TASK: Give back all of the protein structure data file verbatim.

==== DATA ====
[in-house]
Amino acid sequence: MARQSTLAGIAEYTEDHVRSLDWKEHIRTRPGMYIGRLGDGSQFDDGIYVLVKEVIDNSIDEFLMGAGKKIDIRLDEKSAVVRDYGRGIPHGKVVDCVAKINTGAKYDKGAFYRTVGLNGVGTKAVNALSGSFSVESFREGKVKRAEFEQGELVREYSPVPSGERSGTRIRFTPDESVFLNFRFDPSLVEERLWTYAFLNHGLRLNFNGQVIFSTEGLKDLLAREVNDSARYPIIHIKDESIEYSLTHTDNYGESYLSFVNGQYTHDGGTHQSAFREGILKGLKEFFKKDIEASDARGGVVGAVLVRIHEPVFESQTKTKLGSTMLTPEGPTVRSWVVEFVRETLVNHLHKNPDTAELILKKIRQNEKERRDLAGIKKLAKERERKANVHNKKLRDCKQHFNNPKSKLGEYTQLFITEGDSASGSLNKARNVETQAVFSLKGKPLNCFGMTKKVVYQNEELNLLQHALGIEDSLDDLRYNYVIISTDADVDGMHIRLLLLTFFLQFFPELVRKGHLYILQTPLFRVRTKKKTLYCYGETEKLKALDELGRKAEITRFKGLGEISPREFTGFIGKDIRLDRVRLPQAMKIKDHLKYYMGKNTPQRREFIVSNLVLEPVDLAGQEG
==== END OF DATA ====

[in-house]
Amino acid sequence: MARQSTLAGIAEYTEDHVRSLDWKEHIRTRPGMYIGRLGDGSQFDDGIYVLVKEVIDNSIDEFLMGAGKKIDIRLDEKSAVVRDYGRGIPHGKVVDCVAKINTGAKYDKGAFYRTVGLNGVGTKAVNALSGSFSVESFREGKVKRAEFEQGELVREYSPVPSGERSGTRIRFTPDESVFLNFRFDPSLVEERLWTYAFLNHGLRLNFNGQVIFSTEGLKDLLAREVNDSARYPIIHIKDESIEYSLTHTDNYGESYLSFVNGQYTHDGGTHQSAFREGILKGLKEFFKKDIEASDARGGVVGAVLVRIHEPVFESQTKTKLGSTMLTPEGPTVRSWVVEFVRETLVNHLHKNPDTAELILKKIRQNEKERRDLAGIKKLAKERERKANVHNKKLRDCKQHFNNPKSKLGEYTQLFITEGDSASGSLNKARNVETQAVFSLKGKPLNCFGMTKKVVYQNEELNLLQHALGIEDSLDDLRYNYVIISTDADVDGMHIRLLLLTFFLQFFPELVRKGHLYILQTPLFRVRTKKKTLYCYGETEKLKALDELGRKAEITRFKGLGEISPREFTGFIGKDIRLDRVRLPQAMKIKDHLKYYMGKNTPQRREFIVSNLVLEPVDLAGQEG